The USS Halsey was a Leahy-class cruiser in the U.S. Navy. It was launched from the San Francisco Naval Yard in 1962 and was commissioned a year later in 1963.
In early 1964, the Halsey completed its weapons trials, including launching its first missile on February 10 of that same year. After another shakedown cruise, lasting from March to May, it headed back to San Francisco for another evaluation of its systems.
The USS Halsey was an experimental ship for a new kind of weapons operations system. The system, commonly used in the present, had all the controls located under one portion of the ship, with a CIC officer in charge of them. The ship also had a separate hull and an internal communications system.
In 1966, the Halsey was moved to Subic Bay in the Philippines and served in the South China Sea in the form of an ASW and lifeguard ship. Acting in this role, it rescued 16 airmen who were shot down in the Vietnam conflict in the Gulf of Tonkin. It was then sent back to San Diego, where it was overhauled for 2 months in 1967. For several years, it performed training and testing exercises.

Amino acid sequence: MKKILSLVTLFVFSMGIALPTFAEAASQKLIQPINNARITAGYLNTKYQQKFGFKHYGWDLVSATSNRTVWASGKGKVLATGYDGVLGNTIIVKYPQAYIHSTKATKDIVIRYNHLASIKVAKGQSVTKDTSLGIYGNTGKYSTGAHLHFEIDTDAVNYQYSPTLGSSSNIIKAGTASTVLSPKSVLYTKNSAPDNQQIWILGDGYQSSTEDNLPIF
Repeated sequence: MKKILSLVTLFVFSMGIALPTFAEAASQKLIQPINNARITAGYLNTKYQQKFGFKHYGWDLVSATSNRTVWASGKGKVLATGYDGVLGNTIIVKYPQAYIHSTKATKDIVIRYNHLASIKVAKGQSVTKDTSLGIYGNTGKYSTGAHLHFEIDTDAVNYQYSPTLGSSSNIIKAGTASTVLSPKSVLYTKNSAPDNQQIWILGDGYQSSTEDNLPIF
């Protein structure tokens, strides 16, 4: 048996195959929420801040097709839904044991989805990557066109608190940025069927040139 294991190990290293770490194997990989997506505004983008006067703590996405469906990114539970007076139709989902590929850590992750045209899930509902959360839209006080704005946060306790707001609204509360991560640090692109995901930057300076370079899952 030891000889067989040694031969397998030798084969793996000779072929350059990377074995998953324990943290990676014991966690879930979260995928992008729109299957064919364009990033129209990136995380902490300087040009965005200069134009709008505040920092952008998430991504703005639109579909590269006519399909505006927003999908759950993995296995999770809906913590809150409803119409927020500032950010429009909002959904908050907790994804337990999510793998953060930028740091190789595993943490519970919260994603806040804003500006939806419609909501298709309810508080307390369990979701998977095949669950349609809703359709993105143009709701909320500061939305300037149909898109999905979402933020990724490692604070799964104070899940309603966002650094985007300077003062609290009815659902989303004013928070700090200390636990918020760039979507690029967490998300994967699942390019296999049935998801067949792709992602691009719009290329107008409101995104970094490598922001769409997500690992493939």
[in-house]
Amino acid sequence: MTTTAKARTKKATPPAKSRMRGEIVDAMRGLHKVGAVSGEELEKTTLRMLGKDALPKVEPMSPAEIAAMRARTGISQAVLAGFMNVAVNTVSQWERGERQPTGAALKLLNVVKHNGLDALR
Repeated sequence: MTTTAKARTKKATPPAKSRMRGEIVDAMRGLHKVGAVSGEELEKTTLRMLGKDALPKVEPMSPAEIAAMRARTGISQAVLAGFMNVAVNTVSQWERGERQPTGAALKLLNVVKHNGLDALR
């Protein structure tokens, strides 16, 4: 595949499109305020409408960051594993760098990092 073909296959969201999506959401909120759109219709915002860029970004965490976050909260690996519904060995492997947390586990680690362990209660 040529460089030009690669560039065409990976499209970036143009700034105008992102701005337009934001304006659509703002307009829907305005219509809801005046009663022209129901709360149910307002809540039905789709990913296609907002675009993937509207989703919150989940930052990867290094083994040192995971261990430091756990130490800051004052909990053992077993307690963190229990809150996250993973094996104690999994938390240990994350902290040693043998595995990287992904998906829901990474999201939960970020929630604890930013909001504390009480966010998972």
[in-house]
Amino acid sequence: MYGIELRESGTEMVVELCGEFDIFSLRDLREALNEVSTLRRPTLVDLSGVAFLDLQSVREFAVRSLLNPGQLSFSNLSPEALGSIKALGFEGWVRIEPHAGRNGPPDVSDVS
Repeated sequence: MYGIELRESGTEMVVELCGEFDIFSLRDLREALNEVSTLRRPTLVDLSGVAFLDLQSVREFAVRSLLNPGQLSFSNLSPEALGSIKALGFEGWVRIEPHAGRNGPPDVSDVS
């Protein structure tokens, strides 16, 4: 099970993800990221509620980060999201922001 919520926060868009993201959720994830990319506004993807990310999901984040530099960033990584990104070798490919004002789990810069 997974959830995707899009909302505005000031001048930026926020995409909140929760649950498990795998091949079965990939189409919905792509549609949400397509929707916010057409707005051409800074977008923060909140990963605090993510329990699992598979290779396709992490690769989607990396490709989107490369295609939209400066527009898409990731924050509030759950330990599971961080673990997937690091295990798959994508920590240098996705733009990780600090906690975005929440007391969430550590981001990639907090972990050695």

The Halsey was decommissioned and struck from the Naval register on January 1, 1994. It was scrapped in 2003.
Asbestos in Navy Ships
Although an essential component of the naval fleet, even today, naval cruisers also pose a lasting health risk to soldiers serving on them. Unfortunately, products containing asbestos were common, especially on older ships, because of the material’s high resistance to heat and fire. Despite its value as an insulator, asbestos fiber intake can lead to several serious health consequences, including mesothelioma, a devastating cancer without cure. Current and former military personnel who came into contact with these ships should seek immediate medical attention to detect possible health consequences associated with asbestos exposure.